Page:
Inspections at HMP Lindholme

The prison was inspected in October 2020. In their report the inspectors said:

This report presents the findings from our scrutiny visit to HMP Lindholme on the conditions and treatment of prisoners during the COVID-19 pandemic. Lindholme is a category C prison, near Doncaster, sited on an old RAF base. The prison held around 900 prisoners at the time of our visit. Over half the prisoners were high-risk offenders, with a large number (more than 200) having links to organised crime. The majority of prisoners were serving lengthy sentences, a fifth of which were indeterminate or for life.

The senior management team had implemented quarantine and shielding arrangements in accordance with national directives to manage the risks associated with the COVID-19 virus. There had been no COVID-19 cases among prisoners since the start of the pandemic, and only a small number of confirmed cases among staff. However, as we have seen in other prisons, there was little evidence of social distancing by staff or prisoners on residential units. At the time of our visit, very few staff were wearing the face masks recently made available by HM Prison and Probation Service (HMPPS). Prisoners repeatedly told us that they felt staff should wear masks to minimise transmission of the virus, especially as the local area COVID-19 alert level had moved to a higher tier.

The severely curtailed regime at the start of the pandemic restrictions in March 2020 was reasonable, but almost seven months later there had been little progress in ensuring that prisoners had adequate time out of cell or purposeful activity. The time unlocked was severely restricted to less than an hour a day for most prisoners, and it was not uncommon for time in the open air to be limited to 20 minutes in a day. Prisoners could also remain locked in their cells for 28 hours in one stretch at the   weekend. There was mounting frustration among prisoners who reported that the excessive time spent locked up was having a negative impact on their well-being, including weight gain, difficulty in sleeping and a deterioration in their mental health.

The governor had plans to ease restrictions by opening the gym, and doubling the time unlocked for outdoor exercise and activity on the wing. The management team had identified the staff resource and space required to implement these changes, and Public Health England had given its support. However, negotiations with the local staff association had not reached an agreement. While we were aware of the need to ease restrictions in a safe and measured way, progress had been far too slow and the restrictions in place were not proportionate when compared with other prisons.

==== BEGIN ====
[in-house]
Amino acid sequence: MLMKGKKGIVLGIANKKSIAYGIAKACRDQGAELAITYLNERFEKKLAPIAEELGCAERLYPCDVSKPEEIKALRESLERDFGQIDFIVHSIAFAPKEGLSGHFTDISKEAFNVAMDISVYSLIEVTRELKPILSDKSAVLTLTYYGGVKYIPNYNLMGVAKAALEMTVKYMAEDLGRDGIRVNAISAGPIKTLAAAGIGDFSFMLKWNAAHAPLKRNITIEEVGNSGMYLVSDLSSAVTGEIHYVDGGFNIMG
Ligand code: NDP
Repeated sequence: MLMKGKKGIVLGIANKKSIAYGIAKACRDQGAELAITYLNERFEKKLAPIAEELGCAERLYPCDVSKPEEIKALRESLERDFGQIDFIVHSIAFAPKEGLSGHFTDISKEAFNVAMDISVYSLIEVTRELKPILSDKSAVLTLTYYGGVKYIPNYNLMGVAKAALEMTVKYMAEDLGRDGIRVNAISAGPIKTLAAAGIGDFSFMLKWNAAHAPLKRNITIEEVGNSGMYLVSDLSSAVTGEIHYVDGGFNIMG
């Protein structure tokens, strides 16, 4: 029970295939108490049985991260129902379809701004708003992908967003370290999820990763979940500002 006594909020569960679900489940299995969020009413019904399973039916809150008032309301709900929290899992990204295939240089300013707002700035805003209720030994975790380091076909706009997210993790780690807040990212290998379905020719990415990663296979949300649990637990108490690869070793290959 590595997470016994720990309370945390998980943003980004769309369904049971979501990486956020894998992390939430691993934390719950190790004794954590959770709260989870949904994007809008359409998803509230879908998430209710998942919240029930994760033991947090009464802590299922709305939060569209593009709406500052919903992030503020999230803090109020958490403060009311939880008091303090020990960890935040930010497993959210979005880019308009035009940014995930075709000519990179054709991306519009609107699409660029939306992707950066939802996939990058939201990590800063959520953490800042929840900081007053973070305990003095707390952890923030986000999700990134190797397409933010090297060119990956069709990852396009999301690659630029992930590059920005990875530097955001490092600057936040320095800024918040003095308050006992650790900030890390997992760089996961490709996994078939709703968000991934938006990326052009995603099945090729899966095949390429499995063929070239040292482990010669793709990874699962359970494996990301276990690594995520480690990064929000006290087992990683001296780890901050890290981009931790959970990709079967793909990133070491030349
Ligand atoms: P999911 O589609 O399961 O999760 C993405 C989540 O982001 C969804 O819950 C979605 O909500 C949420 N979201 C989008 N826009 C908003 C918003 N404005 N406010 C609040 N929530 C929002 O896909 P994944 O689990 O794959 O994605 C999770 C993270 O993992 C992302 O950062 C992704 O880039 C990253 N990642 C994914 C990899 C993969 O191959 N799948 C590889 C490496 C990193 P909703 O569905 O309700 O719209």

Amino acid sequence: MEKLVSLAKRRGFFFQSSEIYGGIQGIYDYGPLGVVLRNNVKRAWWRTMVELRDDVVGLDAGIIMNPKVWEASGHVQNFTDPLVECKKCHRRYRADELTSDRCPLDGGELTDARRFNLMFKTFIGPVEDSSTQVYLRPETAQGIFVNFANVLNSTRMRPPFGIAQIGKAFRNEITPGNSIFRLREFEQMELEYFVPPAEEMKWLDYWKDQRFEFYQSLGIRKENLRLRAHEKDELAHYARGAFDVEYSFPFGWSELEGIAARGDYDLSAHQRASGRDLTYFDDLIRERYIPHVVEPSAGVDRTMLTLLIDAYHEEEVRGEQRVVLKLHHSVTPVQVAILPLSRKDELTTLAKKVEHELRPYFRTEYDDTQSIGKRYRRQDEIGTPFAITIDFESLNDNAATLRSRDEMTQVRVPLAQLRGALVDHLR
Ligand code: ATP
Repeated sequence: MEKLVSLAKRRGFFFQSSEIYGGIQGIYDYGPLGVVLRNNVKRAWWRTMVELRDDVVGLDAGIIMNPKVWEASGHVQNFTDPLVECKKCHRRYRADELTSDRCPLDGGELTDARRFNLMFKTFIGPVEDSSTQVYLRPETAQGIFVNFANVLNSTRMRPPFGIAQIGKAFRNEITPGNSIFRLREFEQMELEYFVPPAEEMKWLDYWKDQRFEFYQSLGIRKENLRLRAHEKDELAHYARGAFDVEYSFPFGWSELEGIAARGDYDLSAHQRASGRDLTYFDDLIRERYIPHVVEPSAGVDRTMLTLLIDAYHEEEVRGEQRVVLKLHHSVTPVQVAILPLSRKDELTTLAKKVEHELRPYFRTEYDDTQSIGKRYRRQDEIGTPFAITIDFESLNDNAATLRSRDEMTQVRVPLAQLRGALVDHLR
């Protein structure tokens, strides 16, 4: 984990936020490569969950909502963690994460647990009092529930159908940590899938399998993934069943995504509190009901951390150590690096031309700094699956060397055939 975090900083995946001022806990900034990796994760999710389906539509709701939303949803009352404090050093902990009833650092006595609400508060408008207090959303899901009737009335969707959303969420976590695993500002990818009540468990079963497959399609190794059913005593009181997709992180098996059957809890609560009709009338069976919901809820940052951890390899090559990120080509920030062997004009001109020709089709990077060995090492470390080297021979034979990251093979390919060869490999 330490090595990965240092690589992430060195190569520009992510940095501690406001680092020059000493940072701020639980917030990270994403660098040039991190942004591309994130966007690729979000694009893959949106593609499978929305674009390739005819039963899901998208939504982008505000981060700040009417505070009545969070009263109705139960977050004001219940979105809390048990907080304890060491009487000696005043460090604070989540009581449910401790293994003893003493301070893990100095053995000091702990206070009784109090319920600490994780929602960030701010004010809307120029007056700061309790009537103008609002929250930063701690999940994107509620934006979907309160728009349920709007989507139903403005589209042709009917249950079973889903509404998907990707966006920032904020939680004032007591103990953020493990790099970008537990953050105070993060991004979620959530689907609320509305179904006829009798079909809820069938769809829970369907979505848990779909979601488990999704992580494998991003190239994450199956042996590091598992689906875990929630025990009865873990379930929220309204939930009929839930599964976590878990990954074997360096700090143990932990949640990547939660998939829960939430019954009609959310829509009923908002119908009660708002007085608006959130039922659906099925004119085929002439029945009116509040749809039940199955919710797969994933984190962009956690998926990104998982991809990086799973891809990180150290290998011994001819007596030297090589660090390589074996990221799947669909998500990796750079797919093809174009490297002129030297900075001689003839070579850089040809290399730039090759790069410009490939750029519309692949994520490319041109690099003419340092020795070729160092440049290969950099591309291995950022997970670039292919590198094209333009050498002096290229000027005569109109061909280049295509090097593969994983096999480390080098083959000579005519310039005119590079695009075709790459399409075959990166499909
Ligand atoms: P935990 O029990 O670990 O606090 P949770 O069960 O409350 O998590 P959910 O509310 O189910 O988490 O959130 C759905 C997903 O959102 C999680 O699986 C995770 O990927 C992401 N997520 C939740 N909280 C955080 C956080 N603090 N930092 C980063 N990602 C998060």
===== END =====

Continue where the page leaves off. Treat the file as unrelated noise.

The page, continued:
The failure to improve the regime during the summer meant that prisoners were now subject to a second-wave tightening of restrictions without having had much reprieve. Following the local community’s recent move into a higher COVID-19 alert level, social visits had been suspended and the prison’s plans to move to the next stage of the HMPPS recovery plan (stage 2, see Glossary of terms) had been put on hold.

Although the prison had made significant progress in improving safety since our inspection in 2017, with a reduction in assaults by half, incidents of violence and self-harm were   now on an upward trajectory. Following a drop in violence and self-harm figures at the start of the restrictions, the number of incidents was gradually increasing back to pre-pandemic levels.

In general, the wings and outside areas were kept clean and tidy, but some shower rooms were in poor condition. A programme of refurbishment and upgrade of the older wings was under way. Despite some poor living conditions, those prisoners located on the older wings liked being able to live together on a small spur,  where they were not confined to their cells. However, we found too many recurring problems with heating and ventilation, damp walls, broken washing and drying machines, worn mattresses and lack of privacy screens. Prisoners also complained of insufficient cleaning materials to improve cleanliness to slow the spread of the virus.